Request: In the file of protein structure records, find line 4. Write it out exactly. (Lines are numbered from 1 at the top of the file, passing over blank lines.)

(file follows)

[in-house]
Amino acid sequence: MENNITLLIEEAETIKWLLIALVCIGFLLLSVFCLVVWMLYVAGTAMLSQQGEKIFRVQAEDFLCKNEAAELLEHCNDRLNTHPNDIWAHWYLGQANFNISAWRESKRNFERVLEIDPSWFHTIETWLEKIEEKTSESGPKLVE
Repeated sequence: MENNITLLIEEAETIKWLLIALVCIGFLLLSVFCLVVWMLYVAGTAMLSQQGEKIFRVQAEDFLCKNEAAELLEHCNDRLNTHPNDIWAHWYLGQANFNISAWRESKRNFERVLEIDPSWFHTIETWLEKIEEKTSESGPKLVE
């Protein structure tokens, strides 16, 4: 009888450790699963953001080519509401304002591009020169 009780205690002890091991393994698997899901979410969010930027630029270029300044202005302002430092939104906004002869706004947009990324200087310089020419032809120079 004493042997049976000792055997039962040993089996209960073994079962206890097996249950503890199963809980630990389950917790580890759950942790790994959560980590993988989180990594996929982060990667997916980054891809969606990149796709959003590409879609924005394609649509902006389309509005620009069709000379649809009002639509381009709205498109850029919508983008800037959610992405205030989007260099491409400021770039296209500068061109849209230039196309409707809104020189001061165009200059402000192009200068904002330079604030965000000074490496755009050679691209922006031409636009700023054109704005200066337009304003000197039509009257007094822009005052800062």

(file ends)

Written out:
């Protein structure tokens, strides 16, 4: 009888450790699963953001080519509401304002591009020169 009780205690002890091991393994698997899901979410969010930027630029270029300044202005302002430092939104906004002869706004947009990324200087310089020419032809120079 004493042997049976000792055997039962040993089996209960073994079962206890097996249950503890199963809980630990389950917790580890759950942790790994959560980590993988989180990594996929982060990667997916980054891809969606990149796709959003590409879609924005394609649509902006389309509005620009069709000379649809009002639509381009709205498109850029919508983008800037959610992405205030989007260099491409400021770039296209500068061109849209230039196309409707809104020189001061165009200059402000192009200068904002330079604030965000000074490496755009050679691209922006031409636009700023054109704005200066337009304003000197039509009257007094822009005052800062």